• It represents blood and life.
  • It is a dynamic, seductive color capable of awakening our most aggressive side.
red leaf with water droplets

Yellow

  • In marketing, it represents optimism and youth.
  • It represents clarity and is often used to draw attention to certain products on the shelf.
  • It shouldn’t be overused in stores because it quickly tires the eyes. That’s why it is usually used more on peripheral shelves than on the central shelves of a store.
  • Some studies show that deep yellow tones cause babies to cry.
  • For experts in the psychology of color, yellow is a contradictory color: it represents both good and bad, optimism and jealousy, understanding and betrayal.
  • Yellow illustrates and favors creativity.
  • It is a masculine color, and in China it represented royalty.

Green

  • Green is the color of growth, renewal and rebirth.
  • It is associated with health, nature, freshness and peace.
  • It helps with problem-solving and encourages freedom, healing and tranquility.
  • Dark green represents money, economic matters and the bourgeoisie.
  • There are more than 100 shades of green, the ones closer to the middle being mood-boosters.
  • It also represents budding love.
  • Green is a color that helps us to relax. Actually, it’s useful for people with depression.
a bright green plant with a bubble

Black

  • The color black is associated with elegance, secrecy, mystery and also power.
  • It generates strong emotions, and it’s an authoritative color.
  • In the world of fashion it is considered stylish and as conferring sophistication.
  • There are 50 shades of black
  • It also symbolizes the end of something: death, loss.
  • In the past it represented priests and now it represents conservative people.
  • In the world of physics, black absorbs 100% of direct light, and therefore does not reflect any length of the spectrum, which is why throughout history the color black has been associated with danger, evil or the like.

White

  • In the psychology of color, white symbolizes innocence and purity.
  • It represents beginnings, the will to start something new.
  • White brings openness and honesty to a space, as well as a sense of peace, healing and tranquility.
  • It is associated with perfection.
  • There are 67 shades of white.
  • A white collar on clothing symbolizes status.

Purple

  • In marketing, beauty or anti-aging products often use purple.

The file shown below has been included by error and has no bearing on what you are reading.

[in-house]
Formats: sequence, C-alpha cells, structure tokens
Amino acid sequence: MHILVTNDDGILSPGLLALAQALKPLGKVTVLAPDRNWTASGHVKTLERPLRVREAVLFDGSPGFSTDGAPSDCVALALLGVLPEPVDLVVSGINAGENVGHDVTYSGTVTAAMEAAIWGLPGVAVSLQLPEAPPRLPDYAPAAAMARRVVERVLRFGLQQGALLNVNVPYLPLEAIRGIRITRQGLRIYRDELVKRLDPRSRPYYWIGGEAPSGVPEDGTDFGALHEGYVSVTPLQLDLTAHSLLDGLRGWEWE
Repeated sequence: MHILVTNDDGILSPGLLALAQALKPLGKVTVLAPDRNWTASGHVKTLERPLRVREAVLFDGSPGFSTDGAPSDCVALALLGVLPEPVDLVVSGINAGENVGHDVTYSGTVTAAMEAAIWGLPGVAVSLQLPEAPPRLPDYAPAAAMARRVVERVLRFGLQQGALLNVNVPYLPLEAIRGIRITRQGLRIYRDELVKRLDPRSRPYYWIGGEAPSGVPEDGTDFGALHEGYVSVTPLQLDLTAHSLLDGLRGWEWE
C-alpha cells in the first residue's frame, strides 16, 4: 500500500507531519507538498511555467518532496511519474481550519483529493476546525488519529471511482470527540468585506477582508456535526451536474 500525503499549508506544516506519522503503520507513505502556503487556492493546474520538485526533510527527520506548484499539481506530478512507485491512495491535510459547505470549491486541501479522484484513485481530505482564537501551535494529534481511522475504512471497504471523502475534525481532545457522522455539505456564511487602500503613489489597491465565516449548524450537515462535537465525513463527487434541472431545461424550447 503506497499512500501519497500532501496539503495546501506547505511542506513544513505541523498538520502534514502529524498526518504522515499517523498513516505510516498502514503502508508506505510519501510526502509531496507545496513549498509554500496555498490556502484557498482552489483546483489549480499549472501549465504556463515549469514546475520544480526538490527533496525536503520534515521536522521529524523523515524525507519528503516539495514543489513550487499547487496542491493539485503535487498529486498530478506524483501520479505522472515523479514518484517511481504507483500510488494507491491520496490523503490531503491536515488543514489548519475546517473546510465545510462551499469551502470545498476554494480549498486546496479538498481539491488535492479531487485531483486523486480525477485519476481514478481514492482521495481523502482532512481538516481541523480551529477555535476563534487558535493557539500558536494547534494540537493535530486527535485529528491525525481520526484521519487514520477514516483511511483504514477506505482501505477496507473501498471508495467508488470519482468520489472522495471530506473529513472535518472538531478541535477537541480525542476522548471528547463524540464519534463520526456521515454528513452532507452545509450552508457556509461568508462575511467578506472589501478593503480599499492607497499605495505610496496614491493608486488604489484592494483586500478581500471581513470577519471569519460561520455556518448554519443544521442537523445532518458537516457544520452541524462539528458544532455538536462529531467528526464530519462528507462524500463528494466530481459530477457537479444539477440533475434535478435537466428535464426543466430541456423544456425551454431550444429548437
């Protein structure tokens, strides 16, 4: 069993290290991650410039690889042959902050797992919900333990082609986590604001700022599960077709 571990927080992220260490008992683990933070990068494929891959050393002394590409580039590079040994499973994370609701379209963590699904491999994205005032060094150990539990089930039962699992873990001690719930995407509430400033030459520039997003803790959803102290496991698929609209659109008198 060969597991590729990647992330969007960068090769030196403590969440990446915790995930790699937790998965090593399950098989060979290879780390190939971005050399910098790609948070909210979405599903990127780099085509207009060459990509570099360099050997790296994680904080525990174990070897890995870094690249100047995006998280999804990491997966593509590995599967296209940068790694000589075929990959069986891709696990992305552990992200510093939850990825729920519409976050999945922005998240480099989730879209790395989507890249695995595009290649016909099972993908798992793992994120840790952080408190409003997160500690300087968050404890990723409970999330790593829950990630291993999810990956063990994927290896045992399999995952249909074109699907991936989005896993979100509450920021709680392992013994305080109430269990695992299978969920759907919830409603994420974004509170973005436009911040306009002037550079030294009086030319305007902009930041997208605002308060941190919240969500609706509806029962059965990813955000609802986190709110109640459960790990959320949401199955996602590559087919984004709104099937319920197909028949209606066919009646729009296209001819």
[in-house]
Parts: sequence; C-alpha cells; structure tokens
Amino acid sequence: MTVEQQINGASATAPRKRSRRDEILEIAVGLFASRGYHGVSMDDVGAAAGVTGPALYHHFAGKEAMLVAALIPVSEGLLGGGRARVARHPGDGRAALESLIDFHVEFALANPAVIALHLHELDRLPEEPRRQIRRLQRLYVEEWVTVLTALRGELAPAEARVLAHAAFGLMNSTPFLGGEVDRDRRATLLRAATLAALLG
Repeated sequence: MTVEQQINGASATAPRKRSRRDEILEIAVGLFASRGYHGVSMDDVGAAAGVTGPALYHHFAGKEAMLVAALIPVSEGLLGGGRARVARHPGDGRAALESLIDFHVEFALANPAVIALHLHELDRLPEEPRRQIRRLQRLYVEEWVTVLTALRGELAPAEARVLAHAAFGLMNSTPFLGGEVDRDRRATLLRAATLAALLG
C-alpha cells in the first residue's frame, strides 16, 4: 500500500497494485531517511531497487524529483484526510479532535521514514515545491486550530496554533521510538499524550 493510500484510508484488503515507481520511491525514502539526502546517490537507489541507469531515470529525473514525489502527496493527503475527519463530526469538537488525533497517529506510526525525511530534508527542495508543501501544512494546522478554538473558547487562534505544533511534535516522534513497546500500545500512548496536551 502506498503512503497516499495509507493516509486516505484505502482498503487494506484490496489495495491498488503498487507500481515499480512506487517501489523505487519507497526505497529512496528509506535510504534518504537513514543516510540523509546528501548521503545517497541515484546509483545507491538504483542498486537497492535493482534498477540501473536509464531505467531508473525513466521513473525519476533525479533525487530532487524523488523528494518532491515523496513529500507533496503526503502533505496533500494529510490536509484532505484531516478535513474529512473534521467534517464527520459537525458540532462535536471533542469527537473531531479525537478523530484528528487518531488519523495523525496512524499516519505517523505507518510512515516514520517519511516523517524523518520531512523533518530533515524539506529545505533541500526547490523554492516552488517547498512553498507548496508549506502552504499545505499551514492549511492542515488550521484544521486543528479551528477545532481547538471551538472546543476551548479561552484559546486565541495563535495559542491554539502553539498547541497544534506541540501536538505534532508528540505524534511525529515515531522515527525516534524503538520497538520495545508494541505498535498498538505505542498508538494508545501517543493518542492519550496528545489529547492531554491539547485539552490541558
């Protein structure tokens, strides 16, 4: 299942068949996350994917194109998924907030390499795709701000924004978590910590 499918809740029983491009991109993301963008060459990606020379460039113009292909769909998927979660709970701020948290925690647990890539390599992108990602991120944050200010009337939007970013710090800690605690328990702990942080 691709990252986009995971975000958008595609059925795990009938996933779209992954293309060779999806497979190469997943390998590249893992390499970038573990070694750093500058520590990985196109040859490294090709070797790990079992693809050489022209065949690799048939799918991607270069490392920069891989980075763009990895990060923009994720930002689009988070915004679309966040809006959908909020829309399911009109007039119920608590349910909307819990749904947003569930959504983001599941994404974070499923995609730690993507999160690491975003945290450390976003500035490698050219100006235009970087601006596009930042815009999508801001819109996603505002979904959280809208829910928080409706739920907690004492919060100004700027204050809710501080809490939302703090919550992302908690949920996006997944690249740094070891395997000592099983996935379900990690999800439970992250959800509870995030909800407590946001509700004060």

• It is calming.
  • Many brands use it to represent creativity, imagination and wisdom.
  • Purple and femininity, magic and spirituality go together.
  • There are 41 shades of purple.
  • When we use it too much, it generates ambivalence: experts advise against painting whole rooms this color.
  • Purple symbolizes power, but also ambiguity.

Orange

  • In marketing, it is associated with enthusiastic shopping, and it reflects emotion and warmth.
  • However, if an intense orange tone is used, it can be associated with aggression. Therefore the tone should be soft, friendly and comfortable.
  • It is a favorite in the world of advertising because it encourages buying.
  • It is associated with transformation and Buddhism.
  • Orange not only favors positive emotions, it also generates sensations of “flavor”.
a girl with orange hair and green eyes puts an orange to her eye

Pink

  • Pink symbolizes charm and courtesy.
  • In marketing, consumers associate it with children or romanticism.
  • It is the shade of erotic tenderness.
  • Pink symbolizes the sweet, childlike, and small.
  • It was Madame de Pompadour’s favorite color.

Maybe you don’t agree with these descriptions — or maybe you will. As we pointed out at the beginning, the impact of each color sometimes depends on our experience. However, commercially and artistically these basics are useful and effective.

Other colors are missing from this list, like brown, gold, silver or gray. We’ve limited the list to the most impactful colors, those that the art world and neuromarketing use more often and — almost without us noticing — secretly influence us.

Bibliography:

Heller, Eva (2004) Psicología del color: cómo actúan los colores sobre los sentimientos y la razón”. Gustavo Gili: Madrid

Birren Faver (2000) “Color psychology and color therapy”. Express NY

Wong, Wucius (2006) “Principios del diseño en color” Gustavo Gili: Madrid

Images courtesy Sakimichan, Marina Melvik